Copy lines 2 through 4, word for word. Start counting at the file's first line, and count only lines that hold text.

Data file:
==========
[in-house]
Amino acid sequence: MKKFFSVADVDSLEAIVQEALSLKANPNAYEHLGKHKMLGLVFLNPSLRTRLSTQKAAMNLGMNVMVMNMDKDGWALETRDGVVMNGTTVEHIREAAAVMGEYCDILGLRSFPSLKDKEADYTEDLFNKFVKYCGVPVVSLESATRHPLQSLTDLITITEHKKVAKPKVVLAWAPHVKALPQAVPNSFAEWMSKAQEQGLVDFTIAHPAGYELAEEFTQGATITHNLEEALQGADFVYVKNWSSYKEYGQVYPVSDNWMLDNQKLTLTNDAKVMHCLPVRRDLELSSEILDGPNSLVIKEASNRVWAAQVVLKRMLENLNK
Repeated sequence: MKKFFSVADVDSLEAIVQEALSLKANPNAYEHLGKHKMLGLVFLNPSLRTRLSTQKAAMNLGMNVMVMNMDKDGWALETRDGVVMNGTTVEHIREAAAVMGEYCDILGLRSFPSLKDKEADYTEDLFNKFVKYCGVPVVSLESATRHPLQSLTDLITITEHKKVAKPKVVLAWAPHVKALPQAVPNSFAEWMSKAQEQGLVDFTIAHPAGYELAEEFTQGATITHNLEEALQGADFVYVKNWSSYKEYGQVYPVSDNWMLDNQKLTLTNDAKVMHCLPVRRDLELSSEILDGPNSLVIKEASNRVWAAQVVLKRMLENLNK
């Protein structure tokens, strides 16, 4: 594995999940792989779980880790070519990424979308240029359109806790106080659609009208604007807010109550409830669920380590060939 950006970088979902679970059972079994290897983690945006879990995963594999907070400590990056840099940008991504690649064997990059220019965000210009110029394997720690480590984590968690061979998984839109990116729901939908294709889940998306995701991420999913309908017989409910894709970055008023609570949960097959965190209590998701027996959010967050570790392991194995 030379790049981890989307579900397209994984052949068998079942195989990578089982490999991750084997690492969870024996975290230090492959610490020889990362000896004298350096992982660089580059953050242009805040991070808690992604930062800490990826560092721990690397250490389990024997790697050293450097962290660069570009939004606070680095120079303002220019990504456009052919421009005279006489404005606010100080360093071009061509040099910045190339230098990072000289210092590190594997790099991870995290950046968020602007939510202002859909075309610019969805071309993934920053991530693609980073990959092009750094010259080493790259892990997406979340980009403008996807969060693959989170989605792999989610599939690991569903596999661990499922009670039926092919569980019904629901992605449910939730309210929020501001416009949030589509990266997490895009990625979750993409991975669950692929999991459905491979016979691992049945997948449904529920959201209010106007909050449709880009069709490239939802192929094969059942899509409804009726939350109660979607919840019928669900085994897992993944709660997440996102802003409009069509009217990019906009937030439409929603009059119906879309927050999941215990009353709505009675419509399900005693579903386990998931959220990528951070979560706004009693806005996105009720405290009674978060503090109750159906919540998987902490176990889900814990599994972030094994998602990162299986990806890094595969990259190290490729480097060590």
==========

Amino acid sequence: MKKFFSVADVDSLEAIVQEALSLKANPNAYEHLGKHKMLGLVFLNPSLRTRLSTQKAAMNLGMNVMVMNMDKDGWALETRDGVVMNGTTVEHIREAAAVMGEYCDILGLRSFPSLKDKEADYTEDLFNKFVKYCGVPVVSLESATRHPLQSLTDLITITEHKKVAKPKVVLAWAPHVKALPQAVPNSFAEWMSKAQEQGLVDFTIAHPAGYELAEEFTQGATITHNLEEALQGADFVYVKNWSSYKEYGQVYPVSDNWMLDNQKLTLTNDAKVMHCLPVRRDLELSSEILDGPNSLVIKEASNRVWAAQVVLKRMLENLNK
Repeated sequence: MKKFFSVADVDSLEAIVQEALSLKANPNAYEHLGKHKMLGLVFLNPSLRTRLSTQKAAMNLGMNVMVMNMDKDGWALETRDGVVMNGTTVEHIREAAAVMGEYCDILGLRSFPSLKDKEADYTEDLFNKFVKYCGVPVVSLESATRHPLQSLTDLITITEHKKVAKPKVVLAWAPHVKALPQAVPNSFAEWMSKAQEQGLVDFTIAHPAGYELAEEFTQGATITHNLEEALQGADFVYVKNWSSYKEYGQVYPVSDNWMLDNQKLTLTNDAKVMHCLPVRRDLELSSEILDGPNSLVIKEASNRVWAAQVVLKRMLENLNK
């Protein structure tokens, strides 16, 4: 594995999940792989779980880790070519990424979308240029359109806790106080659609009208604007807010109550409830669920380590060939 950006970088979902679970059972079994290897983690945006879990995963594999907070400590990056840099940008991504690649064997990059220019965000210009110029394997720690480590984590968690061979998984839109990116729901939908294709889940998306995701991420999913309908017989409910894709970055008023609570949960097959965190209590998701027996959010967050570790392991194995 030379790049981890989307579900397209994984052949068998079942195989990578089982490999991750084997690492969870024996975290230090492959610490020889990362000896004298350096992982660089580059953050242009805040991070808690992604930062800490990826560092721990690397250490389990024997790697050293450097962290660069570009939004606070680095120079303002220019990504456009052919421009005279006489404005606010100080360093071009061509040099910045190339230098990072000289210092590190594997790099991870995290950046968020602007939510202002859909075309610019969805071309993934920053991530693609980073990959092009750094010259080493790259892990997406979340980009403008996807969060693959989170989605792999989610599939690991569903596999661990499922009670039926092919569980019904629901992605449910939730309210929020501001416009949030589509990266997490895009990625979750993409991975669950692929999991459905491979016979691992049945997948449904529920959201209010106007909050449709880009069709490239939802192929094969059942899509409804009726939350109660979607919840019928669900085994897992993944709660997440996102802003409009069509009217990019906009937030439409929603009059119906879309927050999941215990009353709505009675419509399900005693579903386990998931959220990528951070979560706004009693806005996105009720405290009674978060503090109750159906919540998987902490176990889900814990599994972030094994998602990162299986990806890094595969990259190290490729480097060590």